Northbound In Guatemala

Thursday, February 15
Friday, February 16
Day 20/21
Guatemala Day 2/3

At the crack of dawn I was up and raring to go. We headed to the lancha (launch) at 9:30am and started the 2 1/2 hour trip up the absolutely stunning Rio Dulce. All this cost a whopping US$12, including the bike. There are no roads going into this area but there are little hotels, shops, and little stores. They simply use the river as their highway. We stopped at a hotspring beside the river and soaked for a while. Then it was on to a little shop for an overpriced $0.50 coconut. Along the way the river wound along dense jungle with vines dropping into the water, limestone cliffs towering above us and birds all over the place. Some of the birds were even getting jiggy with each other.




Up The Rio Dulce, Guatemala.




Rio Dulce.




Locals In Dugout Canoes.




Birds Getting Jiggy With Each Other.


Rio Dulce, the town did not hold much interest for me. I was thinking of staying but decided to move on. Before we could even get out of the boat representatives from the two bus lines jumped on us to try and sell us on their services. There was the luxury Linea Dorada and the regular Fuente Del Norte. Fuente Del Norte did not guarantee a seat and they insisted on charging for the bike. I was told that we'd all have to take turns at sitting for the 5 hour trip. Total cost 80 Quetzales (just over US$10). Linea Dorada took my bike free of charge, guaranteed me a seat, took only 3 1/2 hours for the trip in an air conditioned bus and charged me 100 Quetzales ($US13). Guess which one I chose. I had time for a monster quesadilla and a fruit drink with some sneaked rum from the store.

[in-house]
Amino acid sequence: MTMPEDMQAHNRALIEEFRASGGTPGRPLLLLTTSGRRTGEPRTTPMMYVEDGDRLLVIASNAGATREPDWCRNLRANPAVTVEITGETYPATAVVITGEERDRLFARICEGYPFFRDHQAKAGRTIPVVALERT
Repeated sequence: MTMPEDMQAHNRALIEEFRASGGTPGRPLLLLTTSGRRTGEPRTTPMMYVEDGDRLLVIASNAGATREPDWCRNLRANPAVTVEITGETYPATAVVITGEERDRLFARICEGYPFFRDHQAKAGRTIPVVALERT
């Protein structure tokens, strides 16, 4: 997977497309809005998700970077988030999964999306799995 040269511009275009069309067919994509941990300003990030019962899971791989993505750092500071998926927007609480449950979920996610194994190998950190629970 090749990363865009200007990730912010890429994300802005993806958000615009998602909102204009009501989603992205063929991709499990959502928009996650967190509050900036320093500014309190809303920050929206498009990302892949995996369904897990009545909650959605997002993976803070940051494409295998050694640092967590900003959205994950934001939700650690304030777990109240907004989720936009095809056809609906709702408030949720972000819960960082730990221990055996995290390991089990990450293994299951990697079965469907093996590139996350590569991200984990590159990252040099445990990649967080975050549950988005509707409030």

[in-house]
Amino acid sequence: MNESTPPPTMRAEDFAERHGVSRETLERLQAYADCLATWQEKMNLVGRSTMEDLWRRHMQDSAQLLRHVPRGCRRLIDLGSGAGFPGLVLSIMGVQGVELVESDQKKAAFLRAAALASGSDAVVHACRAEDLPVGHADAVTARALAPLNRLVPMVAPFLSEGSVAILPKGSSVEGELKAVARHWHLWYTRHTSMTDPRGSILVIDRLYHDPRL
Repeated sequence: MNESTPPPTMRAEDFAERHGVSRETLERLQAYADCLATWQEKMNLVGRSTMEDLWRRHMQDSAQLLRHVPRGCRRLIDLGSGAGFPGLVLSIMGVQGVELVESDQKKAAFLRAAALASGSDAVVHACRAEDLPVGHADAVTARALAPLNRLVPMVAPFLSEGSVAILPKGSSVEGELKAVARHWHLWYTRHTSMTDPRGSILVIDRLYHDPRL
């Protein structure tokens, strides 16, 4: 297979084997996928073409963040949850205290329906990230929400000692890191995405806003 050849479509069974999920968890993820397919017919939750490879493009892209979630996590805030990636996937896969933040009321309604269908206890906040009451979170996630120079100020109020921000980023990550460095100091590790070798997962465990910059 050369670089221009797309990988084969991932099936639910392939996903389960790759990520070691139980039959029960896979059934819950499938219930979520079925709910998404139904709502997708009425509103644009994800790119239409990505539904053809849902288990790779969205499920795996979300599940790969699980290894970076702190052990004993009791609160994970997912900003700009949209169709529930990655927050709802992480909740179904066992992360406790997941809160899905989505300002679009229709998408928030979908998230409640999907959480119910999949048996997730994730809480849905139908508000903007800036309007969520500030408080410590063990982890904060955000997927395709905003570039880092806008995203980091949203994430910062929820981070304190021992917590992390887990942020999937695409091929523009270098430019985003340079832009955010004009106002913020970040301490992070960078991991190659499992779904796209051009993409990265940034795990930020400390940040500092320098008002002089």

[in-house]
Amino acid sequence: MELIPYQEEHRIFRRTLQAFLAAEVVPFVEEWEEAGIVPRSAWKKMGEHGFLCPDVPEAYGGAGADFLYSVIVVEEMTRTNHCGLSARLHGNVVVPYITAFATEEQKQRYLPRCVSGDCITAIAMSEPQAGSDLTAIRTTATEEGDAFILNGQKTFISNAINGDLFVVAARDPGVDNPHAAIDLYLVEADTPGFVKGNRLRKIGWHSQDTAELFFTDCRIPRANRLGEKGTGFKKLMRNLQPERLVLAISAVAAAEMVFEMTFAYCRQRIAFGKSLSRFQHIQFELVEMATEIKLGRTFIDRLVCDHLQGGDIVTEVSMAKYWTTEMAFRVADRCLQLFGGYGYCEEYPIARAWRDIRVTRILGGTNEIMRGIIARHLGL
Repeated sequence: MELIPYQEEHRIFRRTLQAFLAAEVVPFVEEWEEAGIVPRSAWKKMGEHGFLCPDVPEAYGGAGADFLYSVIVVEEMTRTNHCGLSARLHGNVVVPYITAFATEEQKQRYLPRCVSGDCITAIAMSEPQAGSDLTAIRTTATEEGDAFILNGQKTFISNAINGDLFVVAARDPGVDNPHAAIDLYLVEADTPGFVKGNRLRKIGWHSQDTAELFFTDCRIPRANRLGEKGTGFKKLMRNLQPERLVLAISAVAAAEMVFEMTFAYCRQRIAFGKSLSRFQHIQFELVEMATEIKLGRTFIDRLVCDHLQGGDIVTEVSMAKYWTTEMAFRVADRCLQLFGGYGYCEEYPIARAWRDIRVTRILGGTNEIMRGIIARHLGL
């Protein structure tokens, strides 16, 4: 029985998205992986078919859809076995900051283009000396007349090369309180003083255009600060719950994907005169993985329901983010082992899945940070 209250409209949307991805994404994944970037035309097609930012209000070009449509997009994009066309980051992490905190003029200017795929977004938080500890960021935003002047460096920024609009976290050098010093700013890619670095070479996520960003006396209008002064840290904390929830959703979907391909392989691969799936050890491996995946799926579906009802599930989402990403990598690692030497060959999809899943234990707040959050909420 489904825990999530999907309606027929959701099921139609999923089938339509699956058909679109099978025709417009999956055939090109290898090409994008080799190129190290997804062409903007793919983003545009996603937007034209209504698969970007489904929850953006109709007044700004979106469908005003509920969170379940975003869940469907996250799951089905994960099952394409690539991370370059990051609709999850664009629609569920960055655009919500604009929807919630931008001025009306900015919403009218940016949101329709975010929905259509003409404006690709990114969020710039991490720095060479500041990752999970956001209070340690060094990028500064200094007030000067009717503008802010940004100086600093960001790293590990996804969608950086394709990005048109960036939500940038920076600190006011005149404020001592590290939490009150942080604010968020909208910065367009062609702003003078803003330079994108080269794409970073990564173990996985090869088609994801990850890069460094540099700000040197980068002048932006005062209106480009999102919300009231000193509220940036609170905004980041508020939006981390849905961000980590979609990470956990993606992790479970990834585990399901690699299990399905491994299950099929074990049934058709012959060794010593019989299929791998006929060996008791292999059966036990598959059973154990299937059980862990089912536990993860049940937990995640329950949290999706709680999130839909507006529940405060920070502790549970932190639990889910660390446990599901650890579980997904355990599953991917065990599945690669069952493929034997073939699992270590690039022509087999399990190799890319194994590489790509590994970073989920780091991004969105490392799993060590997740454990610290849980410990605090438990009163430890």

The Town of Rio Dulce, Guatemala.



I came into Flores, 210km north of Rio Dulce, after dark and was besieged by "free" shuttles to the various hotels. I guess they figure that once they've taken you there you'll probably stay. Walking to the far end of town takes about 15 minutes. I told about 3 of them that I had my own transportation and they backed off when they saw the bike come off the bus. I was actually in a bit of a foul mood from lack of sleep and my stomach had been acting up a bit. I ended up staying at the Hotel La Union for US$8/night. Clean beds, private bath, warm shower. A beautiful fresh breeze was blowing off the lake and it felt like a cool summer evening back home. Unfortunately none of that breeze made it into my room. Til late at night the drunks in the building next door kept going at it. Then at 6:00am (sunrise) noise reverberated from the street. At 6:45am sharp the thumping music started from across the street. At 7:00am sharp I was all packed and looking for a way to get up to Tikal without wasting one further moment in this town.

Off I went to try and find the famed $3 collectivas that apparently made the trip to Tikal. I made the mistake of checking with all the tourist oriented operations. They all shuddered in horror when I mentioned that I had a bike. One was willing to take a reservation but I'd have to show up and hope that the van had a roof rack. I finally found a van with a roof rack run by a larger company. Even by pointing at the picture of the roof rack in their promotional materials, I could not convince the office drone that taking the bike would not be an issue. She simply stated that I can't ride my bike in the site anyway. I pointed out that I wanted to ride it back from Tikal and not in the site and she simply shrugged her shoulders. A taxi driver who had approached me earlier that morning, and offered a US$20 ride to Tikal, walked all over the town to find me in an internet cafe and announced that he had found another passenger and that now the ride would only be US$13. Still pretty steep for the 65km ride in Guatemala. I was ready to get out and accepted the offer. He was good enough to wait while I got some coffee and even took me to a store to buy a tarp to replace the one I had forgotten back in Belize.